Introduction

South Florida Resilient Redesign is a Southeast Florida Regional Climate Change Compact (the Compact) design session event which was held for a second time on July 19 – 22, 2015 at the Florida Atlantic University (FAU) Davie Campus in cooperation with the Florida Climate Institute (FCI) member universities of FAU, Florida International University, University of Florida and University of Miami.

Over the four days the team of volunteer experts who donated their time from both the private and public sectors, as well as academia, designed strategies which can serve as models of resilience for communities throughout the South Florida region. The objective of the design sessions is to identify the physical and planning adaptations necessary to reduce the risk and potential for disruptions, damage and economic losses associated with climate change, severe storms, water supply constraints while considering the preservation of historic and community character and the prominent integration of natural infrastructure. While design strategies are organized around the case study sites, the goal of the workshop is to develop transferable models relevant to development and redevelopment opportunities throughout the region.

The South Florida Resilient Redesign II Workshop is organized as part of a series of regional convenings organized around the priority recommendations of the Regional Climate Action Plan developed and adopted by the Palm Beach, Broward, Miami-Dade and Monroe Counties as partners to the four-county Southeast Florida Regional Climate Change Compact (Compact).  Support for this workshop is provided by the Institute for Sustainable Communities and the Kresge Foundation, as well as FCI. A summary of the workshop outcomes were presented at the Compact’s 7th Annual Southeast Florida Regional Climate Leadership Summit on December 1-3, 2015 in Key West, Florida.

Background

The Southeast Florida Resilient Redesign began July 2014, when the  Compact collaborated with the Dutch Consulate in Miami to work with local practitioners and stakeholders and experts from the Netherlands to propose resilient design strategies which could serve as models of resilience for communities throughout the south Florida region.  The emphasis being on the integration of design solutions into future development and redevelopment projects, and in advance of a major climate disruption.  This partnership resulted in South Florida Resilient Redesign (SFRR).

For the first exercise, three characteristic south Florida landscapes were chosen to serve as model sites with the intent to develop transferable design solutions for similar sites across the region, these included: Alton Road in Miami Beach, an area of Sweetwater in Miami Dade and Dania Beach Blvd. in Dania Beach, each representing a barrier island site, suburban site and commercial corridor, respectively.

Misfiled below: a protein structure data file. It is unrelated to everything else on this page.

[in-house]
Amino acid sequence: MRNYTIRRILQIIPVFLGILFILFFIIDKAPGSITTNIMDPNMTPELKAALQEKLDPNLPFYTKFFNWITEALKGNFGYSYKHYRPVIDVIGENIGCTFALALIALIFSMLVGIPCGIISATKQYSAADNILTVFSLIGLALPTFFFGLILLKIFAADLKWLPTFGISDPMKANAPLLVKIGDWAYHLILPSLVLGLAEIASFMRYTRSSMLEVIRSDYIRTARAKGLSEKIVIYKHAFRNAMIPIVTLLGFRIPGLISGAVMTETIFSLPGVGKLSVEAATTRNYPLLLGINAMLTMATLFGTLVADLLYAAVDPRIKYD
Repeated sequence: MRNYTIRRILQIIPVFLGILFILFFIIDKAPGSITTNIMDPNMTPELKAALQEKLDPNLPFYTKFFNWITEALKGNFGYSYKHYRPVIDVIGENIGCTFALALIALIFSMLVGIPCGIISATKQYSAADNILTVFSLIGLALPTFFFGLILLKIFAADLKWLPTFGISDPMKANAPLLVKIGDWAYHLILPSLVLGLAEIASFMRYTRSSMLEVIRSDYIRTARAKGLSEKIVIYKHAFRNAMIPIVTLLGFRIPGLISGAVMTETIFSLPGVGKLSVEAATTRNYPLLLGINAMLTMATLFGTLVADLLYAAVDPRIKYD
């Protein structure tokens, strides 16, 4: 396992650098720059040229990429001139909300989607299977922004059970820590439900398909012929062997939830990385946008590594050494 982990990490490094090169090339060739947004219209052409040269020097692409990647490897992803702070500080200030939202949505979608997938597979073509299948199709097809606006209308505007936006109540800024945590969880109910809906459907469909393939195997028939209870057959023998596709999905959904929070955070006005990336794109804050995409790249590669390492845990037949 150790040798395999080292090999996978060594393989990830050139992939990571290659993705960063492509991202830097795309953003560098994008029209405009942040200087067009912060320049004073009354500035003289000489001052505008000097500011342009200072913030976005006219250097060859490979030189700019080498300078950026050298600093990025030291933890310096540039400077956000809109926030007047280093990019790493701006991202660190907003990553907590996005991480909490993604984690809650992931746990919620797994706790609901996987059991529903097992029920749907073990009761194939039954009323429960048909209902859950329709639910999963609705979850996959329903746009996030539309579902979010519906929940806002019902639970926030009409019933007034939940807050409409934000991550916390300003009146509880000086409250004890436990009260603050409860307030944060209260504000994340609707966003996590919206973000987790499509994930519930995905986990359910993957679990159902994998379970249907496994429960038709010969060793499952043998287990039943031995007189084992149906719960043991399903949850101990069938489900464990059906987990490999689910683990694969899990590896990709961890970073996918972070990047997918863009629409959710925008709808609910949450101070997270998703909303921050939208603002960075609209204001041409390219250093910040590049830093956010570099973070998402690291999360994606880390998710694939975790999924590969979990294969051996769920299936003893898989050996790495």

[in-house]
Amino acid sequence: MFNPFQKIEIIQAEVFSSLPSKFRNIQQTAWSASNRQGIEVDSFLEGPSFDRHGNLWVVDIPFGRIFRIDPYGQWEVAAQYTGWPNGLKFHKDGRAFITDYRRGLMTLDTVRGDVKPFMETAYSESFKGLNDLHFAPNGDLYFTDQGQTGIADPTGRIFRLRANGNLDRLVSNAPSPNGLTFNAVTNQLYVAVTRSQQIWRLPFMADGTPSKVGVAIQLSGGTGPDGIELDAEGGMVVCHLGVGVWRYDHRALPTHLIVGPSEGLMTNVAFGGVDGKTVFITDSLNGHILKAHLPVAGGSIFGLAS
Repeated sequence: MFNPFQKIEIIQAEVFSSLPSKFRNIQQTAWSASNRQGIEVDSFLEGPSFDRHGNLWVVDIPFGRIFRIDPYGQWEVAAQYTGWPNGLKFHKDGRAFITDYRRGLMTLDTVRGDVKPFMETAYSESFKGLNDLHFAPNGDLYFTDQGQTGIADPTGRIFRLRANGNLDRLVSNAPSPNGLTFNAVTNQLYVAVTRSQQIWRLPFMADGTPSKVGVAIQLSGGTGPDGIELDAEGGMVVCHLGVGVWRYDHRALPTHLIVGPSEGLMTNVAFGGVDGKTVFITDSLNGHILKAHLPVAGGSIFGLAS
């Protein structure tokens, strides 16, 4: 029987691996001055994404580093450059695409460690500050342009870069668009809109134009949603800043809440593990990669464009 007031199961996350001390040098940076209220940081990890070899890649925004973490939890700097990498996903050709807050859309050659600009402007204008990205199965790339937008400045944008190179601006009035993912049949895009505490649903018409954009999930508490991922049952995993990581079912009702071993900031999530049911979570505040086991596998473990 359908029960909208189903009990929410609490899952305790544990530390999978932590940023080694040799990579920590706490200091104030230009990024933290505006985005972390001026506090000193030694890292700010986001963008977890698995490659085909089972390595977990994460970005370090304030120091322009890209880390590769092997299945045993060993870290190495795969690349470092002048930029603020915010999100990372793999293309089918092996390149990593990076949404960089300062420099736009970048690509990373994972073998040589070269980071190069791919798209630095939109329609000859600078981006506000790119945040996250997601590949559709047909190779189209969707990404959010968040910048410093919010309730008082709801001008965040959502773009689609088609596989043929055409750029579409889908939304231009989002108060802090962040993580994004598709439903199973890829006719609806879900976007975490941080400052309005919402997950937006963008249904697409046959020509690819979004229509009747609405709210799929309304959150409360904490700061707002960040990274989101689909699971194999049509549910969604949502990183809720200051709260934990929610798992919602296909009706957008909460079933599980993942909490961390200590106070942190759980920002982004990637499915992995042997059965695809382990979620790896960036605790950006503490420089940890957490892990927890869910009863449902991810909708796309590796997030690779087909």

On the first day, visiting experts and local stakeholders made site visits, learning about the locations on various levels, including details pertaining to cultural, economic, social, historic, topographic, elevation, infrastructure and building stock considerations.

The larger event was held on days two and three and included the participation of nearly 50 professionals with diverse expertise, including water managers, architects, engineers, parks managers, planners, hydrologists, and engineers.  In a charrette style format, the group began with a review of the south Florida landscape and development history and then began to consider how to design a resilient community in each of the select settings in response to climate change and natural hazards, while considering area resources or constraints, social dynamics, compatibility with the community’s vision and economics, water management infrastructure and implications to neighboring communities.  Other considerations were historic preservation, uniformity, aging infrastructure, evacuation routes, soil permeability, flood hazards, area transit and connections.

The design results were shared with an audience of stakeholders on the final day and then presented at the Southeast Florida Regional Climate Leadership Summit held in October 2014.  As a result of this initial collaboration, the City of Dania Beach is now working with Broward County on further refining planning scenarios and design recommendations under an EPA planning grant.